Snyder aides urged Flint’s return to Detroit water in 2014

Posted at 12:01 PM, Feb 26, 2016

LANSING, Mich. (AP) — Two lawyers in Gov. Rick Snyder's office urged his top aides to switch Flint back to Detroit's water system only months after the city began using the Flint River, according to emails.

The Detroit Free Press and The Detroit News report Friday that Valerie Brader and Mike Gadola expressed concerns about Flint's water in October 2014, citing E. coli and General Motors plant's switch because the water was rusting engine parts. It was a year before the state helped Flint return to Detroit's system after water leached lead from pipes into homes.

In emails to then-chief of staff Dennis Muchmore and others, Brader said it was an "urgent matter to fix." Gadola, Snyder's then- legal counsel, called the idea of using the Flint River as a water source "downright scary."

The Detroit News also reports emails showing the governor's communication staff was aware of a Legionnaire's Disease outbreak as early as January of 2015, though Snyder has said he did not learn of this until 2016.

Snyder released thousands of pages of additional emails Friday, and later in a press conference said he plans to release all emails pertaining to Flint's water supply since he took office.

Friday he signed a $30 million water relief bill to pay 65 percent of Flint residents' water bills from April 2014 until the water is deemed safe in the future.

At this press conference reporters repeatedly asked Snyder whether he knew of these major red flags and concerns, to which he said he could not recall specific concerns from Gadola, and "all the dots were not connected," and said this was a cultural issue they are fixing.\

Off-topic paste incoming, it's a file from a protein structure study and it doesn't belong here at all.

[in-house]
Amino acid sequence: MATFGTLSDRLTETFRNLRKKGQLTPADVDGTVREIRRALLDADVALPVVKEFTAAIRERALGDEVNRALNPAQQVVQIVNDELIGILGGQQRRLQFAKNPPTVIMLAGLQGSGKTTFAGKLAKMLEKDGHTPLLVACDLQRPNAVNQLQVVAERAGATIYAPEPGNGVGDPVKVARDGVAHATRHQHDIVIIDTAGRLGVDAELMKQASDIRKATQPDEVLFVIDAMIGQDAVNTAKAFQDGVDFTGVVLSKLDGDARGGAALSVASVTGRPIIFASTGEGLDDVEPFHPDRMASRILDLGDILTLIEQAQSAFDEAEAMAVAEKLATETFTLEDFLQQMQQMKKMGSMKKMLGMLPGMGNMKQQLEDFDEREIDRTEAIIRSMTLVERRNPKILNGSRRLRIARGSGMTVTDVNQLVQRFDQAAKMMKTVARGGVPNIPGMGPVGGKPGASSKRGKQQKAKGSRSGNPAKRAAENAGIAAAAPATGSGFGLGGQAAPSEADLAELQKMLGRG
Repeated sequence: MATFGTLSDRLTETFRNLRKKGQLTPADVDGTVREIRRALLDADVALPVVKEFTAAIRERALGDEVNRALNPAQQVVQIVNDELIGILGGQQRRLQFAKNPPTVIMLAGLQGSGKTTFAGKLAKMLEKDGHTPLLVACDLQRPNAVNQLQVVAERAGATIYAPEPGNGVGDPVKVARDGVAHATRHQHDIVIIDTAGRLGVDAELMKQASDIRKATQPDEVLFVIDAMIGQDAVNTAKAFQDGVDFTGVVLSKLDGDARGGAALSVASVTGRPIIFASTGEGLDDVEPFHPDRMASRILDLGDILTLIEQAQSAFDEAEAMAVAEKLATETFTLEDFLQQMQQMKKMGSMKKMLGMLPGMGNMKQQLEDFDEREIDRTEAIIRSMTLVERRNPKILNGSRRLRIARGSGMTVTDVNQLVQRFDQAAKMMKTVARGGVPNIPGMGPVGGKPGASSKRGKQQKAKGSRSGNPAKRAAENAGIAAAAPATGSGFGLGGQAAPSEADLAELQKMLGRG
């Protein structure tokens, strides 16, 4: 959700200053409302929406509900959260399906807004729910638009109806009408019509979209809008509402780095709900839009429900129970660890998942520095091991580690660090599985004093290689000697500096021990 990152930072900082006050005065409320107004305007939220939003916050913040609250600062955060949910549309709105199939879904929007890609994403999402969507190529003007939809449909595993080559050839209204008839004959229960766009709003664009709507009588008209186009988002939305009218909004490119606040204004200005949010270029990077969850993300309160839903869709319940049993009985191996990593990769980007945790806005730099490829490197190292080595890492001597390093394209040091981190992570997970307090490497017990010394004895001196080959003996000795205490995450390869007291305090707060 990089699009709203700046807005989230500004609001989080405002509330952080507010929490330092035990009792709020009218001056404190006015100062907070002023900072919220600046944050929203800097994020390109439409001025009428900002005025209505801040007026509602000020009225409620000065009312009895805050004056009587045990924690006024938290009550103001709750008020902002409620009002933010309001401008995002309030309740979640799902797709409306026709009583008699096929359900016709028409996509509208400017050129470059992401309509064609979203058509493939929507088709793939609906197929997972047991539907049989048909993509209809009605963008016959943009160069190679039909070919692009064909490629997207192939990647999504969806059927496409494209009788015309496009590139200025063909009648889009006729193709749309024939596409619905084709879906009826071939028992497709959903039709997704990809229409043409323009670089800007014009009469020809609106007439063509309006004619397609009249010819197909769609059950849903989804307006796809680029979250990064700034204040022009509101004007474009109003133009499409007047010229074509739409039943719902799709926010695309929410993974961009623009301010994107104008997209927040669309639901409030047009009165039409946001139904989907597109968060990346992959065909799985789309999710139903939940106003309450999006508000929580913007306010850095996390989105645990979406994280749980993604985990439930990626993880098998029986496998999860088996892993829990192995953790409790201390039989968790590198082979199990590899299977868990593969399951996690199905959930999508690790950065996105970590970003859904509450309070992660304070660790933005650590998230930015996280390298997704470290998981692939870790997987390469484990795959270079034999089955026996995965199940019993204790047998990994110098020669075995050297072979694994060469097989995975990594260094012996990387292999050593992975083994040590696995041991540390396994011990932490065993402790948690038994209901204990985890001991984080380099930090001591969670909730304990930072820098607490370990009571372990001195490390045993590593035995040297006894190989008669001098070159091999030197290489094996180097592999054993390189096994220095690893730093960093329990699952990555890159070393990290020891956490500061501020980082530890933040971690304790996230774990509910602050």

“There were red flags here, in these emails if you look at it, and beyond emails," said Snyder. "We didn’t connect all the dots that I wish we would have. And again, that’s where we’re having to address that, that’s part of the cultural thing I want to address longer term within state government, and government in general."

When asked if he was asking enough questions early on, as these concerns were allegedly reported he said:

“That’s where I’m kicking myself every day. I wish I would have asked more questions, I wish I wouldn’t have accepted answers. So that’s the whole point of this thing is, I’m not going to have that happen again. And again, that’s the point about having urgency, asking the questions now, designing reports saying just because you tell me something let’s make sure we validate it, let’s go through that process.”

Meanwhile, there are further calls to Snyder to resign, including from Progress Michigan and Michigan Democratic Party Chair Brandon Dillon.

"The governor put cutting budgets and spreadsheets over people’s lives in Flint," said Dillon.

"No amount of trying to fix it is going to bring back the people that died from Legionnaire's Disease, and no amount of trying to fix it is going to help those kids whose lives are going to be negatively impacted for many years to come. I think it’s just another blatant example of the Governor’s experiment of putting corporate profits and budget cutting over people and it’s time for it to end, we’ve called for the Governor to resign, and I think that these emails only reinforce his gross negligence.”

Snyder said partners will be working with the city of Flint during the next couple weeks to determine how to roll out the $30 million water bill relief plan.